Your budget

A budget will give an accurate idea of the types, locations and sizes of the property you can afford. When finding a place to live consider the cost of living, one-off costs, ongoing costs, and the necessity of having a UK bank account.

  1. Cost of living in London

    For a comparison of the cost of living in London and the cost of living elsewhere click  here. Or click  here for an overview of the costs of everyday items.

    1. One-off costs

      There is a variety of costs that will usually be incurred in securing a property. This is what you can usually expect.

      1. Administration fees

        Covering the cost of preparing the tenancy agreement, checking references and the estate agent fees.


      2. Credit checks

        There may be a cost for credit checks. This is to ensure that prospective tenants can afford the monthly rent and have no serious credit problems before any offer is accepted.


      3. Security deposit

        Normally this is between 4-6 weeks' rent. This deposit is an assurance to the landlord that when a tenant moves out, the property will be in the same condition that it was received in. If the property is damaged then the landlord may deduct funds from the deposit to cover the damage.

        Additionally most landlords will also ask for the first month's rent before allowing tenants to move in. Click here for an example of the costs.


    2. Ongoing costs

      There will usually be a series of ongoing costs to pay each month such as household bills, public transport costs, childcare or education costs and rent.

      1. Rent

        Rent will probably be your biggest outgoing and you should plan to spend a significant proportion of your income on it.

        Usually this will be advertised as a weekly cost; however, it will be charged at a monthly price, and usually paid in advance at the start of the month. To assess the monthly cost, multiply the weekly cost by 52 and then divide by 12. The average rent for a two-bedroom flat in London is approximately £1,500 a month.  

        This map details the average rents in London boroughs, so you can begin to see which areas may be affordable. Another London rent map arranged by underground stations can be found here. You can also view the Government rent map here.


    3. Bank account

      To receive your stipend or salary, pay bills, or access money, a UK bank account is required. It is by far the safest and most effective way of managing your money.

      However, the process can be quite long and complicated, due to bank safety rules and identity checks, which normally require you to attend a bank in person to open an account.

      We recommend using HSBC for banking services. A fast-track service has been set up for Crick staff and students, meaning the process should, in most cases, be hassle free. Email HR to set up an appointment.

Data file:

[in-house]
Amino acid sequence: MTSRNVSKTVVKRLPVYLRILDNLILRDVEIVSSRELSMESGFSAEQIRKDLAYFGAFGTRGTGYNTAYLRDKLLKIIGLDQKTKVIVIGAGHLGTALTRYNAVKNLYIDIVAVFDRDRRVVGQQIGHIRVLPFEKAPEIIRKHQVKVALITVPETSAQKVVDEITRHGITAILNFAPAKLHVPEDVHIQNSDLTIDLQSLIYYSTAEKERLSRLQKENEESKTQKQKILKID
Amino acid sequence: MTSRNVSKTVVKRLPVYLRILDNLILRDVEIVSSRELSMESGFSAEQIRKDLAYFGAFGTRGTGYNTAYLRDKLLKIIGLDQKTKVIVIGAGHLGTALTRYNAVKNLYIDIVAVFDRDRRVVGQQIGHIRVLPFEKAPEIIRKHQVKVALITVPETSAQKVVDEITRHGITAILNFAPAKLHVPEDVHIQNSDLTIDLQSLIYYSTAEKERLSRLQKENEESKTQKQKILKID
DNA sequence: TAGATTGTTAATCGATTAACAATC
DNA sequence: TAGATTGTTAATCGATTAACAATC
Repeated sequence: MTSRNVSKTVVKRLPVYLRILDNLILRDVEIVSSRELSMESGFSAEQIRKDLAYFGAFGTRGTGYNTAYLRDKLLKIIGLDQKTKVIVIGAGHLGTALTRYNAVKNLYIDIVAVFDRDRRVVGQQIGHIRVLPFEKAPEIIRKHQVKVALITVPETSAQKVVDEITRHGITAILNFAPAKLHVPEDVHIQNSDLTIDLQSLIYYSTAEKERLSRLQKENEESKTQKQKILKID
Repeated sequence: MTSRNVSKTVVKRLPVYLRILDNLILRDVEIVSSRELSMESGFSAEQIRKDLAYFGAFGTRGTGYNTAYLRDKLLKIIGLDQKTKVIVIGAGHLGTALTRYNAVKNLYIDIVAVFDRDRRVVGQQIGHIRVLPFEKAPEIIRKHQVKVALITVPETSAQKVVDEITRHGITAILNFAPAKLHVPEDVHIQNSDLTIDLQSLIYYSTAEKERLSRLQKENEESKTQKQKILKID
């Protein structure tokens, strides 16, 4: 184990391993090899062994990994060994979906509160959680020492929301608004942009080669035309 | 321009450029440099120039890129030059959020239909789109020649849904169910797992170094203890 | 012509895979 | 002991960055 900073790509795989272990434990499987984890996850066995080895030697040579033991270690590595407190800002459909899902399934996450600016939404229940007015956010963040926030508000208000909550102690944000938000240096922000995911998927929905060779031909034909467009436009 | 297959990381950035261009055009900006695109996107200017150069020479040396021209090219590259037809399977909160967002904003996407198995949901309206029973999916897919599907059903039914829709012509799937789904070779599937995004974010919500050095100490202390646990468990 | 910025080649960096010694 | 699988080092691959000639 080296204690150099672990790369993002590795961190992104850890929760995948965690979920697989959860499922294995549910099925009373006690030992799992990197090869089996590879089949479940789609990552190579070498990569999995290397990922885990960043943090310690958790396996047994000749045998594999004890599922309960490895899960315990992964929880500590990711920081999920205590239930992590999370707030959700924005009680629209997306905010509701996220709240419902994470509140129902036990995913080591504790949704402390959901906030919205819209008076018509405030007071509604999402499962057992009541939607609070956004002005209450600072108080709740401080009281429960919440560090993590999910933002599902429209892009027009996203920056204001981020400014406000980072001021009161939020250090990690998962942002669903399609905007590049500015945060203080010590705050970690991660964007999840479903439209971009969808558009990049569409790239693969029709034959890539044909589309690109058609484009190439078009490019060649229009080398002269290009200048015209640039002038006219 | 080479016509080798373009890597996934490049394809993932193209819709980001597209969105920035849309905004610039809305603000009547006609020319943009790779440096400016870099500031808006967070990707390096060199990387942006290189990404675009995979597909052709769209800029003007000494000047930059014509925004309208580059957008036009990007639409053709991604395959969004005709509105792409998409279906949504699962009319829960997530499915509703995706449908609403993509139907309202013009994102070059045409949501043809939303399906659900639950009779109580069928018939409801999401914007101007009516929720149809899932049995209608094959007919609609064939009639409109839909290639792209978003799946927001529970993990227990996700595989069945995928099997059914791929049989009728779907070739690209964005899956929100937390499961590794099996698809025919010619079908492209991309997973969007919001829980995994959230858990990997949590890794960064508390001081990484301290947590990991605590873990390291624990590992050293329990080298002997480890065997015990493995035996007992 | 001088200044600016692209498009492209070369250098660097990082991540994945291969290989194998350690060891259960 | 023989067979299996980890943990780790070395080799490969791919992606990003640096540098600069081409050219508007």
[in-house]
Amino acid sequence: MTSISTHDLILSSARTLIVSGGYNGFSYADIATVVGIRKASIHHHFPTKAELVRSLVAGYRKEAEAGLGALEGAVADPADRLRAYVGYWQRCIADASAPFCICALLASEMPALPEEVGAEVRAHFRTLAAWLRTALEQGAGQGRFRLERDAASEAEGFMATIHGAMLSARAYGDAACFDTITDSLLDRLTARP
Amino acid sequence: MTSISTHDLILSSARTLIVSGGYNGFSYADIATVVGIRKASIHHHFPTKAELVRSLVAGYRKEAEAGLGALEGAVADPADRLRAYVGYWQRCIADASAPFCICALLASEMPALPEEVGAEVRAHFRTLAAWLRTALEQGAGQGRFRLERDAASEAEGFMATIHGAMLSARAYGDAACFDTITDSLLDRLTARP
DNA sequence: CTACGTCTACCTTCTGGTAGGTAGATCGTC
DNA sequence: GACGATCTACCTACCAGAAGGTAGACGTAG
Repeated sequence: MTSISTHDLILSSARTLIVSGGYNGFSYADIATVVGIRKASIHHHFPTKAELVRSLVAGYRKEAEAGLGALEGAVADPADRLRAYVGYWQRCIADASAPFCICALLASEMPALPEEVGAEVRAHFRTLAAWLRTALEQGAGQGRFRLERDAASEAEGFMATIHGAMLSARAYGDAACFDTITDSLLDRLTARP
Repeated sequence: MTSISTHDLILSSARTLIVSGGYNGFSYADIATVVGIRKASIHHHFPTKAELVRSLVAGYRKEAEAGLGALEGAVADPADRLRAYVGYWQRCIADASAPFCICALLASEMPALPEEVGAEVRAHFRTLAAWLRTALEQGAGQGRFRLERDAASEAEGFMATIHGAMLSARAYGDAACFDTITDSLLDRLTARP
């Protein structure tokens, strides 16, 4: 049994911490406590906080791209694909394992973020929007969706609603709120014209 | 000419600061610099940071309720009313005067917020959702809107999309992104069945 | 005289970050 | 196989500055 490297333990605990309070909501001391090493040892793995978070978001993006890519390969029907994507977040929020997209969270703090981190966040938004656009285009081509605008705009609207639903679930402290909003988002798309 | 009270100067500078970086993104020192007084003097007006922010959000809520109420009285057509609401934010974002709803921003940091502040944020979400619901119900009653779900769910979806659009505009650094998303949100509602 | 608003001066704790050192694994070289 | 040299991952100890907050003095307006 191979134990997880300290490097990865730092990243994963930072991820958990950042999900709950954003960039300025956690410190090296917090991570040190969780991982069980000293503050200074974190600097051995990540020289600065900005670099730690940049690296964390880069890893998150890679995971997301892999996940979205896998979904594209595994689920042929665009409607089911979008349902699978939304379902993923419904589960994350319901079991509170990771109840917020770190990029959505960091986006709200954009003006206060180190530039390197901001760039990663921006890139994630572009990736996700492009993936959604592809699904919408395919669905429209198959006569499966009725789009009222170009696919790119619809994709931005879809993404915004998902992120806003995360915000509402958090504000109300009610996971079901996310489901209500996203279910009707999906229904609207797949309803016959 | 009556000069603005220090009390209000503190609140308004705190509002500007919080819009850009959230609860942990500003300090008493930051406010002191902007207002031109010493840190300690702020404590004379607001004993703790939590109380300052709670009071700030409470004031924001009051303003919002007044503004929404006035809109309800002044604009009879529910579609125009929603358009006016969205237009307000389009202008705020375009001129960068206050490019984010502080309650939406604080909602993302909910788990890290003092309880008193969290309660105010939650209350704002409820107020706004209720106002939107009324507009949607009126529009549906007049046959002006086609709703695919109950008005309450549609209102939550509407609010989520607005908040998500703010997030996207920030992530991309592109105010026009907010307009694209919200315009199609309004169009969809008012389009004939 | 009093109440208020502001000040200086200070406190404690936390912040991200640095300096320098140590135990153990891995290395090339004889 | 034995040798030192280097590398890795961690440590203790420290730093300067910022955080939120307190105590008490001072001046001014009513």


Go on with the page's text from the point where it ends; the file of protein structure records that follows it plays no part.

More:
There are certain requirements when opening a bank account, such as:

      • A passport, including a valid visa.
      • Proof of employment or study, which will be a letter provided by the Crick HR team.
      • An address to send your card and paperwork to.
      • Proof of your overseas home address.

      Most new starters will be offered a basic bank account. This allows you to receive pay from the Crick, take money out, pay direct debits, make purchases online or in shops and manage money using internet, telephone and mobile banking services. These accounts do not however allow credit facilities such as overdrafts or credit cards.

      1. Banking terminology

        Automated Teller Machines (ATMs)

        These can be used at any time and can be found very commonly on high streets and outside most banks and supermarkets. In British English they are most commonly referred to as "cash machines".

        Debit card

        A small plastic card that allows you to withdraw cash from an account as well as pay for items in shops, restaurants and online.

        Direct debit

        A payment out of a bank account which is arranged by the organisation which receives the money, with the express agreement of the account holder. Usually used for paying household bills.

        Standing order

        An instruction by a bank's customer to the bank to pay an amount of money regularly to another account.

        Online banking

        Many banks offer an online banking service, which can be a convenient way of managing your finances. It is essential to keep your online banking username and passwords secure.


        An agreed extension of credit when your account reaches zero. There may be charges for late repayment of credit offered.

        Credit card

        A small plastic card that allows you to pay for items on credit.


  • Accessing money without a UK bank account can be expensive. With this in mind it is important to bring sufficient funds to cover initial expenses such as, living costs, temporary accommodation and transport, while an account is being set up. One option is a prepaid card which you can load cash onto and use like a debit card until you get one. For information click here.